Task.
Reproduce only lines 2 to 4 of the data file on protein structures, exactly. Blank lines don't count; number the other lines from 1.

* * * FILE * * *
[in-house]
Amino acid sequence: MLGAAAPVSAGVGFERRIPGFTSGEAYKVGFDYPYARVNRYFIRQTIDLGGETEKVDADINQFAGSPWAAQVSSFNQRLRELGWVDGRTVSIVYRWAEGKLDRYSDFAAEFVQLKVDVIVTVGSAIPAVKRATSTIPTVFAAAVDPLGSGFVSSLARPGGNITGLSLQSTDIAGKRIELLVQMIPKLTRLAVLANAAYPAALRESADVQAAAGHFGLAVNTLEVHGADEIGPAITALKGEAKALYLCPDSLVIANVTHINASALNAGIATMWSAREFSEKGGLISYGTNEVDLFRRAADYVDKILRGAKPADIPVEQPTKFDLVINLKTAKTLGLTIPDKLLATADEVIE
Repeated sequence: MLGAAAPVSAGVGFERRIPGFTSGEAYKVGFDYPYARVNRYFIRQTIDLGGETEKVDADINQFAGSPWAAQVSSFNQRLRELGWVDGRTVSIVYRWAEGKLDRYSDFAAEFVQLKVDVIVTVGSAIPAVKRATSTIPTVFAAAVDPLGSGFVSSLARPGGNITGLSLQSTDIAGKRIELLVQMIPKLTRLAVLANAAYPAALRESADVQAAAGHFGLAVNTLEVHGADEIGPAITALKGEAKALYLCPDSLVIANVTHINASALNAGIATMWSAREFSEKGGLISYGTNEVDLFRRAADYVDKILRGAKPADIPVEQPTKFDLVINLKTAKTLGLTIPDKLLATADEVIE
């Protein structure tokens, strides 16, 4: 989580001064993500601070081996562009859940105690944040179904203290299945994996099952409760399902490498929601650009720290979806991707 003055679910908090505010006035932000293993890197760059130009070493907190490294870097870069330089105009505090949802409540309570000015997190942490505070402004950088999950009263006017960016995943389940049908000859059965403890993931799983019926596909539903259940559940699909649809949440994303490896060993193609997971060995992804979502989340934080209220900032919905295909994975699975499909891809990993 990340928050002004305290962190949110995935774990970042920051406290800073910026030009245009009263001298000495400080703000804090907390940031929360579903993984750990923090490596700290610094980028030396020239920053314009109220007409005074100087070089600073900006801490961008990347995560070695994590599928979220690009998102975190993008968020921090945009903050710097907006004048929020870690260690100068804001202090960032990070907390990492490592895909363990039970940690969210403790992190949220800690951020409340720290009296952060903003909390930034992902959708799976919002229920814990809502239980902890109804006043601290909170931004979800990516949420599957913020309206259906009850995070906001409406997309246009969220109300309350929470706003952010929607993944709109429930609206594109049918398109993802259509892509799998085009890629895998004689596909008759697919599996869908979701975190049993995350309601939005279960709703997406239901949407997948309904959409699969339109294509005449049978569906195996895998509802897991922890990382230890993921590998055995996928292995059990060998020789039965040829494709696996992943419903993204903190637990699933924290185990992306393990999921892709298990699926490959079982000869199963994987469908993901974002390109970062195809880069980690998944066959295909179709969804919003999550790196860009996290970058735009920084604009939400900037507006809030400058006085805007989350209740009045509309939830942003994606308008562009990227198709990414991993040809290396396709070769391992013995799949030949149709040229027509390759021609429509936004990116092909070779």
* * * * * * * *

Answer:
Amino acid sequence: MLGAAAPVSAGVGFERRIPGFTSGEAYKVGFDYPYARVNRYFIRQTIDLGGETEKVDADINQFAGSPWAAQVSSFNQRLRELGWVDGRTVSIVYRWAEGKLDRYSDFAAEFVQLKVDVIVTVGSAIPAVKRATSTIPTVFAAAVDPLGSGFVSSLARPGGNITGLSLQSTDIAGKRIELLVQMIPKLTRLAVLANAAYPAALRESADVQAAAGHFGLAVNTLEVHGADEIGPAITALKGEAKALYLCPDSLVIANVTHINASALNAGIATMWSAREFSEKGGLISYGTNEVDLFRRAADYVDKILRGAKPADIPVEQPTKFDLVINLKTAKTLGLTIPDKLLATADEVIE
Repeated sequence: MLGAAAPVSAGVGFERRIPGFTSGEAYKVGFDYPYARVNRYFIRQTIDLGGETEKVDADINQFAGSPWAAQVSSFNQRLRELGWVDGRTVSIVYRWAEGKLDRYSDFAAEFVQLKVDVIVTVGSAIPAVKRATSTIPTVFAAAVDPLGSGFVSSLARPGGNITGLSLQSTDIAGKRIELLVQMIPKLTRLAVLANAAYPAALRESADVQAAAGHFGLAVNTLEVHGADEIGPAITALKGEAKALYLCPDSLVIANVTHINASALNAGIATMWSAREFSEKGGLISYGTNEVDLFRRAADYVDKILRGAKPADIPVEQPTKFDLVINLKTAKTLGLTIPDKLLATADEVIE
């Protein structure tokens, strides 16, 4: 989580001064993500601070081996562009859940105690944040179904203290299945994996099952409760399902490498929601650009720290979806991707 003055679910908090505010006035932000293993890197760059130009070493907190490294870097870069330089105009505090949802409540309570000015997190942490505070402004950088999950009263006017960016995943389940049908000859059965403890993931799983019926596909539903259940559940699909649809949440994303490896060993193609997971060995992804979502989340934080209220900032919905295909994975699975499909891809990993 990340928050002004305290962190949110995935774990970042920051406290800073910026030009245009009263001298000495400080703000804090907390940031929360579903993984750990923090490596700290610094980028030396020239920053314009109220007409005074100087070089600073900006801490961008990347995560070695994590599928979220690009998102975190993008968020921090945009903050710097907006004048929020870690260690100068804001202090960032990070907390990492490592895909363990039970940690969210403790992190949220800690951020409340720290009296952060903003909390930034992902959708799976919002229920814990809502239980902890109804006043601290909170931004979800990516949420599957913020309206259906009850995070906001409406997309246009969220109300309350929470706003952010929607993944709109429930609206594109049918398109993802259509892509799998085009890629895998004689596909008759697919599996869908979701975190049993995350309601939005279960709703997406239901949407997948309904959409699969339109294509005449049978569906195996895998509802897991922890990382230890993921590998055995996928292995059990060998020789039965040829494709696996992943419903993204903190637990699933924290185990992306393990999921892709298990699926490959079982000869199963994987469908993901974002390109970062195809880069980690998944066959295909179709969804919003999550790196860009996290970058735009920084604009939400900037507006809030400058006085805007989350209740009045509309939830942003994606308008562009990227198709990414991993040809290396396709070769391992013995799949030949149709040229027509390759021609429509936004990116092909070779």